How to Reduce Stress Before an Event: Tips from Event Planners

According to Career Cast, event planner ranks #5 on the list of the most stressful careers. If you’re in the events industry, you probably know how a tight budget, difficult clients, and the fear of a flop on the big day make you sleep-deprived and chewing antacids for days before the event.

Honestly, we don’t think that’s legal. To find out how to help combat the stress of pre-event day, we’ve asked the top 5 event planners to share their own recipes for success. Here’s the question we asked:

It’s a day before the event. What personal techniques for dealing with stress do you employ?

Once you see the answers, you’ll understand it’s actually possible to keep anxiety levels low and live a normal life when an event is looming around the corner. Check it out:

Alecia May, Eventistry by Alecia

Alecia May

I personally deal with stress (the day before the event) by setting an hour of focus time in the AM and the PM. Meditation, light yoga and focus on breathing. I spend time honing in on the positives and NOT “what could go wrong.” It’s really being a master of your mind and being the bright light for you and your client/event.


Tyler Riddell, eSUB Construction Software

Tyler Riddell

The night before a major event, I use Visualization to relieve stress. I’m a firm believer in the quote: “By failing to prepare, you are preparing to fail.” So, this applies to visualizing success and any stressful obstacles that can appear during the big event. Prepare and leave the stress for others. You’ll present a beacon of strength and resolve.
Using Imagery can help you reach your potential, but it takes practice well-before the event. Powerful though your mind may be, you can’t just think your way through the entire event; so, I write down everything I need to accomplish, and what pitfalls may need to be overcome…quickly. If I need to be the star, I engage and imagine performing the activity from my perspective. Don’t watch yourself performing as if you’re viewing a movie; actually, present yourself in the activities that are required. For example, If I have to give a presentation or meet with several people.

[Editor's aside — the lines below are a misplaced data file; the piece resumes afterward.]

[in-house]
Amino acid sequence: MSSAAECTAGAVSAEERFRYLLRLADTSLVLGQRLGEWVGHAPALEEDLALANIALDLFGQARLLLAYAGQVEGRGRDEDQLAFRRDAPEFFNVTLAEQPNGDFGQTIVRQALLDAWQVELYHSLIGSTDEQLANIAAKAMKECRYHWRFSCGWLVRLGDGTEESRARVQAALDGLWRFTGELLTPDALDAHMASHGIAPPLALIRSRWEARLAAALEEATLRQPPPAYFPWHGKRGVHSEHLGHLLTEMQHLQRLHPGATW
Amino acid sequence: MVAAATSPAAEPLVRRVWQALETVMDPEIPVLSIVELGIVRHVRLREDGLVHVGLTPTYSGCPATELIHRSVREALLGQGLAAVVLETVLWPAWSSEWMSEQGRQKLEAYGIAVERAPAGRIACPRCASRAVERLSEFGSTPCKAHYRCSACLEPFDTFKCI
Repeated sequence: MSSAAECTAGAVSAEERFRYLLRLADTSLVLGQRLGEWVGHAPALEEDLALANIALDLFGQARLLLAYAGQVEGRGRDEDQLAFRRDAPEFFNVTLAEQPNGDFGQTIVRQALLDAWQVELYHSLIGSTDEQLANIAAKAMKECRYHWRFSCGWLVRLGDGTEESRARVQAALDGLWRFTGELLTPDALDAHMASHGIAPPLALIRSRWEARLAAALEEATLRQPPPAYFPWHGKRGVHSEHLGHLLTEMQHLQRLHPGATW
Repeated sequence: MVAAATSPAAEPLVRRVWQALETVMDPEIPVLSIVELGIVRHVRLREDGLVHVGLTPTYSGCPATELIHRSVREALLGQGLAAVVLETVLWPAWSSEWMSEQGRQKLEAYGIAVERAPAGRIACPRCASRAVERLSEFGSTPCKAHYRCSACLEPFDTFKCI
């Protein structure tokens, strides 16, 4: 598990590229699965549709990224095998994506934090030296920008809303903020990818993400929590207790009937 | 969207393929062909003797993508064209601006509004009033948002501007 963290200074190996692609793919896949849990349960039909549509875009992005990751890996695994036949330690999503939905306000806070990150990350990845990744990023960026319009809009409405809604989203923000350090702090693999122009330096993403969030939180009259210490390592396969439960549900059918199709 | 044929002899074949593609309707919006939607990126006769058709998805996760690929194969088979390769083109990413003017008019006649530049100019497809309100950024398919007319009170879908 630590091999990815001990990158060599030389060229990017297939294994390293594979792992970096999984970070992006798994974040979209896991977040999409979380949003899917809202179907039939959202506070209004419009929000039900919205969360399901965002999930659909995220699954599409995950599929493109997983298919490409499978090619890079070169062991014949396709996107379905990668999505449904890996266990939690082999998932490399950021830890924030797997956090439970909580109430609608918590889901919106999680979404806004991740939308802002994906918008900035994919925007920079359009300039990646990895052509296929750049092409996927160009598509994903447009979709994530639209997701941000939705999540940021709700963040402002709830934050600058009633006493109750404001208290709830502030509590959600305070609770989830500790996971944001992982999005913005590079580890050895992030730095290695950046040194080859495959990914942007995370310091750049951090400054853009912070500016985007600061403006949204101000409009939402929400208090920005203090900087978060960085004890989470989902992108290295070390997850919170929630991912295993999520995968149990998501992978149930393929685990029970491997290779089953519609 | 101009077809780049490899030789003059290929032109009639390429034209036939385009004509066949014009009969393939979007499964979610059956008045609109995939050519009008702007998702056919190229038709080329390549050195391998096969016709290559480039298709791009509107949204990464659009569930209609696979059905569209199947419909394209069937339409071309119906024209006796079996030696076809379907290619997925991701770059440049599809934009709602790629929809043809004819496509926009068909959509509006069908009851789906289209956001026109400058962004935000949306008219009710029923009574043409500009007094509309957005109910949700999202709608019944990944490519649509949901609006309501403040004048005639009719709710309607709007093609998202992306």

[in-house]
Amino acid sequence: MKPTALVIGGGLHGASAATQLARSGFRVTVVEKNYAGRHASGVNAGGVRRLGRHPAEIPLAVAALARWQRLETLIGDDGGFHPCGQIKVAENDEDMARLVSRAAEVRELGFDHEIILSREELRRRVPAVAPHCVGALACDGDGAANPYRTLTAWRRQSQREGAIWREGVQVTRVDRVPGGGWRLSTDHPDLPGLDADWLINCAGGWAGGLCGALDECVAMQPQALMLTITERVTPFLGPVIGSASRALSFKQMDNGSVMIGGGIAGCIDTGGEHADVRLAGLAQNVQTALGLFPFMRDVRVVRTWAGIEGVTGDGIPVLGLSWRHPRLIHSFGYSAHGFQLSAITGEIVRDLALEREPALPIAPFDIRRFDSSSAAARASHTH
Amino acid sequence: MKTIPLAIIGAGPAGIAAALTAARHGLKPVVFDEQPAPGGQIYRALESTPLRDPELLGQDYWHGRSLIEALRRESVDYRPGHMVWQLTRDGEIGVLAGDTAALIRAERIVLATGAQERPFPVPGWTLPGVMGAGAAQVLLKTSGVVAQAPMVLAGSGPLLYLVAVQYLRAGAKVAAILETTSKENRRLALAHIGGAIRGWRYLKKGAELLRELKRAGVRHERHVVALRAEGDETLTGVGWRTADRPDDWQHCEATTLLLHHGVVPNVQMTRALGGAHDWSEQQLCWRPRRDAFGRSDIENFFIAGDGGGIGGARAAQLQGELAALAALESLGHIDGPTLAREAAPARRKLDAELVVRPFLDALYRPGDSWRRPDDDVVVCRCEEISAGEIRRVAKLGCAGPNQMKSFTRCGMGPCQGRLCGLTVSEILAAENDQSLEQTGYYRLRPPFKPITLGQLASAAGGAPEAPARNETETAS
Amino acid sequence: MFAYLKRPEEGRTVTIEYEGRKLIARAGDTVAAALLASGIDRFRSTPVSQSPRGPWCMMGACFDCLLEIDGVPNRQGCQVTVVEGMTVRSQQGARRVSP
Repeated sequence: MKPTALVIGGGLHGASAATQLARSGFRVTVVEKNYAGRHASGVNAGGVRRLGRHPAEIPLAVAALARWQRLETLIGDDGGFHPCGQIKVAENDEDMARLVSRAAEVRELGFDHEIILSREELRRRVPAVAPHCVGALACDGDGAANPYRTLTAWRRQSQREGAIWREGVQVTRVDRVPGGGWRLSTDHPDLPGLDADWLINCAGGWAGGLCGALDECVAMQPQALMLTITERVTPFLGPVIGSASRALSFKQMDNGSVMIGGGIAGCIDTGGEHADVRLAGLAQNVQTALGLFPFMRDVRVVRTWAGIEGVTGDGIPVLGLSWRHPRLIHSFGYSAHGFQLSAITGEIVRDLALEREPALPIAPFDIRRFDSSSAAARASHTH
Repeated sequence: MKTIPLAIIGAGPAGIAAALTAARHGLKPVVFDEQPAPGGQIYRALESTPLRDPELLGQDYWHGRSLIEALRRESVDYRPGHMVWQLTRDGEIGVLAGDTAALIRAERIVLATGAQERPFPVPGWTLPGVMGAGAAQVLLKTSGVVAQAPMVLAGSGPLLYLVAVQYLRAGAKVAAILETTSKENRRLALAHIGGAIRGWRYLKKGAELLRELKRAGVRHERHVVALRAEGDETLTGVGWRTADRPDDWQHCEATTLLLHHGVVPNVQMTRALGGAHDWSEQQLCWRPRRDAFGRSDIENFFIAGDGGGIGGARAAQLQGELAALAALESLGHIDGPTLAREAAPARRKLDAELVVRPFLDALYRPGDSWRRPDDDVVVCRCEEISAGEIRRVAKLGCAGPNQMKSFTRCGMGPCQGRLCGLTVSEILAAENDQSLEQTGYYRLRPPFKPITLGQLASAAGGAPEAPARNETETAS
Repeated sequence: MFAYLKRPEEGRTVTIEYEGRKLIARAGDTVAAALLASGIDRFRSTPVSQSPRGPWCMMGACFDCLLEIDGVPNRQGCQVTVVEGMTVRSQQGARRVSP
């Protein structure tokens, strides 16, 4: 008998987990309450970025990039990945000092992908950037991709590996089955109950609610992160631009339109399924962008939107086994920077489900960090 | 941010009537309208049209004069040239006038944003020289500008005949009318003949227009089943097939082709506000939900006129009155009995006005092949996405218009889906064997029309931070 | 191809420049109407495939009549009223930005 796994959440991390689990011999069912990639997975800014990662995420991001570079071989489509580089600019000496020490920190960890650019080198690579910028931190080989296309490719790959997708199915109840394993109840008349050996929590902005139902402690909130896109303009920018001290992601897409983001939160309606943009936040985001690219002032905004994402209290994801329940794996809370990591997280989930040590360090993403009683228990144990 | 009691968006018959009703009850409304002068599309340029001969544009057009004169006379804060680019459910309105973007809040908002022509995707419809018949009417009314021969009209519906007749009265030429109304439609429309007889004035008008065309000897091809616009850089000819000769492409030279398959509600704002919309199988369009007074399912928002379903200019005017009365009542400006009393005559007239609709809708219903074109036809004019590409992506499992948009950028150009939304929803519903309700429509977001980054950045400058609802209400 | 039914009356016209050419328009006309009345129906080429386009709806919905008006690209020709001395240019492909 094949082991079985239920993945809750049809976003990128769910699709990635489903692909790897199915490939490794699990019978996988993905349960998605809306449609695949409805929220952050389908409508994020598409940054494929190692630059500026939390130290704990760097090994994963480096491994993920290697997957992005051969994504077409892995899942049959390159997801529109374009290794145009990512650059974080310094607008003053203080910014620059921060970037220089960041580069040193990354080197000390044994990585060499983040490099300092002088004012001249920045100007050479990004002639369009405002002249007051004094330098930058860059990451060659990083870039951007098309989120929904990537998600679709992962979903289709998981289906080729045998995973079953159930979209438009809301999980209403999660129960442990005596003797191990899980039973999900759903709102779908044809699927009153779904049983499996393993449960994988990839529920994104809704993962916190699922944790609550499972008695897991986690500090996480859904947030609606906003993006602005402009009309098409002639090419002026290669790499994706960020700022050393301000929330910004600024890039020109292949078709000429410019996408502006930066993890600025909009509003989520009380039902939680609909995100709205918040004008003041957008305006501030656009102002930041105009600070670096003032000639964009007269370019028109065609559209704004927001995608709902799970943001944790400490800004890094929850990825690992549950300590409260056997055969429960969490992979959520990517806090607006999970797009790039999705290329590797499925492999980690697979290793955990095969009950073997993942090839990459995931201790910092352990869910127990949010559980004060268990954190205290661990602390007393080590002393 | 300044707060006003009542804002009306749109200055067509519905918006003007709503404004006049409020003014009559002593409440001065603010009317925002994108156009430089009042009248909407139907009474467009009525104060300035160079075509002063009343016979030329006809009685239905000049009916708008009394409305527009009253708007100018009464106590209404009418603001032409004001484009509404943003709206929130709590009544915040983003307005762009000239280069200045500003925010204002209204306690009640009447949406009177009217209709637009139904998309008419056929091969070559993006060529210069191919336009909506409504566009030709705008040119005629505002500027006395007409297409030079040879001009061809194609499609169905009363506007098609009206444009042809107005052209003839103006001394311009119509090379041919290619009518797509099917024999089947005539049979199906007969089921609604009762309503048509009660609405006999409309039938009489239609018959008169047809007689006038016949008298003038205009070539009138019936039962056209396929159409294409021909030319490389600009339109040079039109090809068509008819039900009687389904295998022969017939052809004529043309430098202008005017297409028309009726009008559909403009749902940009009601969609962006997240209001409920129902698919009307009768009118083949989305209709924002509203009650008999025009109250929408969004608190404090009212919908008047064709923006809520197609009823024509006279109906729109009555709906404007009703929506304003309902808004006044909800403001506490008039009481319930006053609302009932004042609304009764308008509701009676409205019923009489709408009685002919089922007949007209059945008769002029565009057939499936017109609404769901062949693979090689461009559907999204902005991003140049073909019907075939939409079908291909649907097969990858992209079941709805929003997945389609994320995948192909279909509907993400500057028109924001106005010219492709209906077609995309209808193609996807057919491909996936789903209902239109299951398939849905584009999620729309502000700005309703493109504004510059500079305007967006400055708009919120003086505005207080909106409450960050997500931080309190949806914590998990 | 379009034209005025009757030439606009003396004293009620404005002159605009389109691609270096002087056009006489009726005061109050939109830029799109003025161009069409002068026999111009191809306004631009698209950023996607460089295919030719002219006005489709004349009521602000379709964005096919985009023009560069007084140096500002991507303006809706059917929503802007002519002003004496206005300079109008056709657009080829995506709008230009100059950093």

Using Visualization and being mentally prepared for overcoming challenges is a winning approach and should turn “stress” into excitement for the event or any planned activity.


William Thomson, Gallus Events

William Thomson

I don’t get stressed the day before an event. The day before should be a very easy day. All the planning has been done. Nothing really should be left to the day before. It’s time for a long lunch and an early bed.


Stefania Conti-Vecchi, EVENTagist and

Stefania Conti-Vecchi

I think anxiety is quite normal the day before any event you organize, and maybe it’s even beneficial to keep you reactive and on top of things. It’s like sailing with strong wind; a bit of stress helps you performing well. So my tips are: schedule time for rehearsals, and don’t forget to always have a good plan B for every criticality you or your team might stumble upon during the event. If you have a solution ready, I am sure you’ll feel much more relaxed. Trust your team, delegate all the unexpected tasks you can, and keep in mind that a good night sleep will certainly help you focusing on making your event successful and for sure will make you better-looking.


Maggie O’Neill, Peppercomm

Maggie O’Neill

The day prior to an event I like to do two things. First is a checklist. I walk through the entire event (either virtually or physically) as if I was the consumer, customer, attendee. What elements would I interact with; what questions might I have; what would make it a better event for me? Then I do the same exercise from the perspective of the brand/my client. It is good to put yourself in both of their shoes to experience the event.
The second thing I do – which may be the most important – is talk to my team (and myself) to remind us that we are moving into the phase of our work where we cannot control everything. We need to trust in what we have planned and have the peace of mind to manage through what will happen regardless.

Wrapping up: Pre-event day as a day of relaxation

If we analyze all the tips, we can make one fundamental conclusion: There’s no place for stress on the last day before an event. Here are the key activities that successful event planners save for pre-event day:

  1. Last word. Set up a final meeting with the event team to revise the tasks and responsibilities (calmly).
  2. Meditation and yoga. Concentrate on peace for your mind and body.
  3. Visualization. You can actually see how your event can go if you switch on the power of visualization.
  4. Eating (well). Have a loooong and delicious lunch. You deserve it!
  5. Sleeping (long). A good nights sleep will make you focused and relaxed on the big day.